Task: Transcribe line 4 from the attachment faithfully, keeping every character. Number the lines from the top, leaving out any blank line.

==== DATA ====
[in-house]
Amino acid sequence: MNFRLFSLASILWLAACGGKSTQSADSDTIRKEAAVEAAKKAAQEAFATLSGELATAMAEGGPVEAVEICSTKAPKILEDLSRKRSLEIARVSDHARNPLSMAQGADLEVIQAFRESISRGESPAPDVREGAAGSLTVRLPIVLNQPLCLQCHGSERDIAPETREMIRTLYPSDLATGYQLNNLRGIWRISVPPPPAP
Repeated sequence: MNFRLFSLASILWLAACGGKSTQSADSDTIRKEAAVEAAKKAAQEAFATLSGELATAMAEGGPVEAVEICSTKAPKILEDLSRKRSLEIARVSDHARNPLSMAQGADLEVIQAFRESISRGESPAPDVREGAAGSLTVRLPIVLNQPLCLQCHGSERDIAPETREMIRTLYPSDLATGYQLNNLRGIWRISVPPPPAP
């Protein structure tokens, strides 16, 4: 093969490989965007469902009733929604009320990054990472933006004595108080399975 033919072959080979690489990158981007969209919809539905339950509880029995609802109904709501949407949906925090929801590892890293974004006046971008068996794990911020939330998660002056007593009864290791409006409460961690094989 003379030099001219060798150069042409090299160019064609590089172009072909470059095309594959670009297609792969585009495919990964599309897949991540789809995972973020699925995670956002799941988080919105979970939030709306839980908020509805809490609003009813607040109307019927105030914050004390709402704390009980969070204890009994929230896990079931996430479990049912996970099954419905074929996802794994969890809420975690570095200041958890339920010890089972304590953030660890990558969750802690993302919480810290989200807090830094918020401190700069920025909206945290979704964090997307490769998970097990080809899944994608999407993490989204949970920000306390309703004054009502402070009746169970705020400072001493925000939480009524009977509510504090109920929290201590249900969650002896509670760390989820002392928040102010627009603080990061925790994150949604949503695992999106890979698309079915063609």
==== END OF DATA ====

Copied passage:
């Protein structure tokens, strides 16, 4: 093969490989965007469902009733929604009320990054990472933006004595108080399975 033919072959080979690489990158981007969209919809539905339950509880029995609802109904709501949407949906925090929801590892890293974004006046971008068996794990911020939330998660002056007593009864290791409006409460961690094989 003379030099001219060798150069042409090299160019064609590089172009072909470059095309594959670009297609792969585009495919990964599309897949991540789809995972973020699925995670956002799941988080919105979970939030709306839980908020509805809490609003009813607040109307019927105030914050004390709402704390009980969070204890009994929230896990079931996430479990049912996970099954419905074929996802794994969890809420975690570095200041958890339920010890089972304590953030660890990558969750802690993302919480810290989200807090830094918020401190700069920025909206945290979704964090997307490769998970097990080809899944994608999407993490989204949970920000306390309703004054009502402070009746169970705020400072001493925000939480009524009977509510504090109920929290201590249900969650002896509670760390989820002392928040102010627009603080990061925790994150949604949503695992999106890979698309079915063609």